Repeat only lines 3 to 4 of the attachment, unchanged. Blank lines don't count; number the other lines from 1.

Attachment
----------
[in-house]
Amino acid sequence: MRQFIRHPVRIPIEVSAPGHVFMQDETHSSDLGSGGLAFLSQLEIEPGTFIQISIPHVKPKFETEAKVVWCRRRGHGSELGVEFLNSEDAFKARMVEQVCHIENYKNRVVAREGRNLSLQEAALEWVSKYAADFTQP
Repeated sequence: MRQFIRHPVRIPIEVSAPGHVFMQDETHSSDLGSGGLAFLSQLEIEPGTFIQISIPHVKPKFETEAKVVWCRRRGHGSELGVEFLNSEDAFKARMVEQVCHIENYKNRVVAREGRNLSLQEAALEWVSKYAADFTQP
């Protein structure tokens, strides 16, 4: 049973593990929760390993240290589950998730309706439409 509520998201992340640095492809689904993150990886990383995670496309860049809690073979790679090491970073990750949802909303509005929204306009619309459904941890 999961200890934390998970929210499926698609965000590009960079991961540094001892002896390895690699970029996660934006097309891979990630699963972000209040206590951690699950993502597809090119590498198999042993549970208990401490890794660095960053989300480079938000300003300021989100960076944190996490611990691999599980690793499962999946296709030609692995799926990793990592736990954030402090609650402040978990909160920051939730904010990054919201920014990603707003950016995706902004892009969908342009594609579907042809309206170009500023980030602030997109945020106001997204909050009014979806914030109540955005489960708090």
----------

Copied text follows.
Repeated sequence: MRQFIRHPVRIPIEVSAPGHVFMQDETHSSDLGSGGLAFLSQLEIEPGTFIQISIPHVKPKFETEAKVVWCRRRGHGSELGVEFLNSEDAFKARMVEQVCHIENYKNRVVAREGRNLSLQEAALEWVSKYAADFTQP
């Protein structure tokens, strides 16, 4: 049973593990929760390993240290589950998730309706439409 509520998201992340640095492809689904993150990886990383995670496309860049809690073979790679090491970073990750949802909303509005929204306009619309459904941890 999961200890934390998970929210499926698609965000590009960079991961540094001892002896390895690699970029996660934006097309891979990630699963972000209040206590951690699950993502597809090119590498198999042993549970208990401490890794660095960053989300480079938000300003300021989100960076944190996490611990691999599980690793499962999946296709030609692995799926990793990592736990954030402090609650402040978990909160920051939730904010990054919201920014990603707003950016995706902004892009969908342009594609579907042809309206170009500023980030602030997109945020106001997204909050009014979806914030109540955005489960708090």